Since May 2017, hackers have been infiltrating into the corporate networks of nuclear power plants and the companies manufacturing facilities for them.

While some credentials have been stolen, the air gap keeps protecting the networks controlling the plants, so there’s no reason to worry about a meltdown or smaller nuclear incidents. As the main threat must be viewed the hackers potential ability to disrupt the North American power grid.

Similar attacks have been observed twice in Ukraine: in December 2015, when hackers caused a bulk of black-outs by infecting the networks with BlackEnergy and ordering it to break the circuits, and one year later, when Industroyer, aka CrashOverride, was used, which is the second ever known cybersabotage weapon.

Carefully analysed by two cyber security firms, ESET from Slovakia and Dragos from the United States, Industroyer was described as a sophisticated tool for disrupting power grid control systems which abuses ICS protocols utilized in the ex-USSR and wipes out the operator workstations.

A bit modified, the malware could be able to abuse North American control protocols as well. Luckily, a blackout wouldn’t last fore more than a few hours since the operators could turn on the switches manually as their Ukrainian colleagues did.

At the same time, if the hackers were going to cause a handful of blackouts, why would they need to concentrate on nuclear sites? Bloomberg suspect Russia of the ongoing attack as it may have been behind the attack on Ukraine.

However, the news and media company recognize: “Determining who is behind an attack can be tricky. Government officials look at the sophistication of the tools, among other key markers, when gauging whether a foreign government is sponsoring cyber activities.” They add: “Several private security firms are studying data on the attacks, but none has linked the work to a particular hacking team or country.”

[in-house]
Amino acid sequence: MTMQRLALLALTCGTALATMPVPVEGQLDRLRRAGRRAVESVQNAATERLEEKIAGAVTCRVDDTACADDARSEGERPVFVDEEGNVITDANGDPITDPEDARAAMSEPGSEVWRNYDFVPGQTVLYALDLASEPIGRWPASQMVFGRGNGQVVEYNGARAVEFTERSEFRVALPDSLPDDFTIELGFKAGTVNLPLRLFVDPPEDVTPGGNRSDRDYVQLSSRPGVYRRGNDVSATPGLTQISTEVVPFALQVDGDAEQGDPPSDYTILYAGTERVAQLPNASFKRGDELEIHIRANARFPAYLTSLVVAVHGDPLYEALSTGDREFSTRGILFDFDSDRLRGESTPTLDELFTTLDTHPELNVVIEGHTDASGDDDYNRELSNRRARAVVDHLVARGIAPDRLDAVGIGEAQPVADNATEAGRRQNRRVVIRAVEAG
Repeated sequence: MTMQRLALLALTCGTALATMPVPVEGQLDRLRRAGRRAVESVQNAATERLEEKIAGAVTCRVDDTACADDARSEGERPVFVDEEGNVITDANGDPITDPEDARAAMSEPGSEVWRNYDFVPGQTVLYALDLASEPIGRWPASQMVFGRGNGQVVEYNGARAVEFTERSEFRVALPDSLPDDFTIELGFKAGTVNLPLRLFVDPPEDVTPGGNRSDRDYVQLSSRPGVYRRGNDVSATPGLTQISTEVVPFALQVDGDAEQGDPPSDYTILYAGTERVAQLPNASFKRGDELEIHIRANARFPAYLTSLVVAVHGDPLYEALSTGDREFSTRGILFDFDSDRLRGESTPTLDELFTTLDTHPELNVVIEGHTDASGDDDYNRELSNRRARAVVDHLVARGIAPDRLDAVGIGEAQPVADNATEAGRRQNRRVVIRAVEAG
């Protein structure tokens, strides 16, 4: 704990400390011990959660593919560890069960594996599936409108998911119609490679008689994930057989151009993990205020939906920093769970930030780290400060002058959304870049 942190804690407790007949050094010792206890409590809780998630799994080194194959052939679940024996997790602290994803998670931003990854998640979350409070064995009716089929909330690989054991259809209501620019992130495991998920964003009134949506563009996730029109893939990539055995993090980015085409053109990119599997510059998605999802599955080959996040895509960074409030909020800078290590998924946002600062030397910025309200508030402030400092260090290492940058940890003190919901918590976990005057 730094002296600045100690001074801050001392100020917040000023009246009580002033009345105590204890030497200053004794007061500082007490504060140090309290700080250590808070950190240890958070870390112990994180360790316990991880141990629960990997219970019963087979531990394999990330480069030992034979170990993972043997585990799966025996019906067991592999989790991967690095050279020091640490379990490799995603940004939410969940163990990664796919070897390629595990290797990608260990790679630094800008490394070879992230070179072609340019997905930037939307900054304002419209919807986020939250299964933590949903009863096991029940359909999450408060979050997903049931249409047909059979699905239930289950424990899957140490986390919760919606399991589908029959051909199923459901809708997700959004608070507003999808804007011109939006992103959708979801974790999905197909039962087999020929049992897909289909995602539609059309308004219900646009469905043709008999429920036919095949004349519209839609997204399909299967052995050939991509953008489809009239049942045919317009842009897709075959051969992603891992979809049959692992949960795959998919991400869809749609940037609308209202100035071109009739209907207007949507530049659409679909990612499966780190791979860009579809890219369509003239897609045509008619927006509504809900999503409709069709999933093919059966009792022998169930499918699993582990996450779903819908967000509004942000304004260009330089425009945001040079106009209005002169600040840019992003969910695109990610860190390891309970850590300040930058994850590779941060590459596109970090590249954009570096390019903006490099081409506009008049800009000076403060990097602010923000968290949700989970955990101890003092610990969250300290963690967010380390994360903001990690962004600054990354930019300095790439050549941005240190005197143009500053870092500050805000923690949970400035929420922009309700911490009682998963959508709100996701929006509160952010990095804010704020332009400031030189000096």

We suppose if Russia has really targeted Ukrainian grid control systems, it would do the same in the USA. There are countries much more interested in sabotaging American nuclear power plants and/or industrial espionage.

The hackers appear to be planting backdoors into the corporate networks to collect intelligence and to decide what to do next. The methods they use are phishing and water holing.

According to The New York Times, phishing emails looked like job applications, with attached fake CVs, which are actually malicious documents.

Water holing is a three-step attack: the hackers need to investigate which sites the employees of the targeted organization use or visit and to compromise them. The latter is to serve as a footstep. Compromising M.E.Doc in order to infect multiple businesses with Petya (aka NotPetya) is an example of the technique.

Anyway, there has been no evidence by now a nuclear incident may be caused. “There is no indication of a threat to public safety, as any potential impact appears to be limited to administrative and business networks,” said a spokesperson for the Department of Homeland Security in a joint statement with the FBI.

Of course, the air gap can be jumped over by a Stuxnet-like virus, but the automation used at nuclear sites is designed in the way preventing the software and the operators from causing dangerous operating modes.

Photo credit: Maria on Flickr.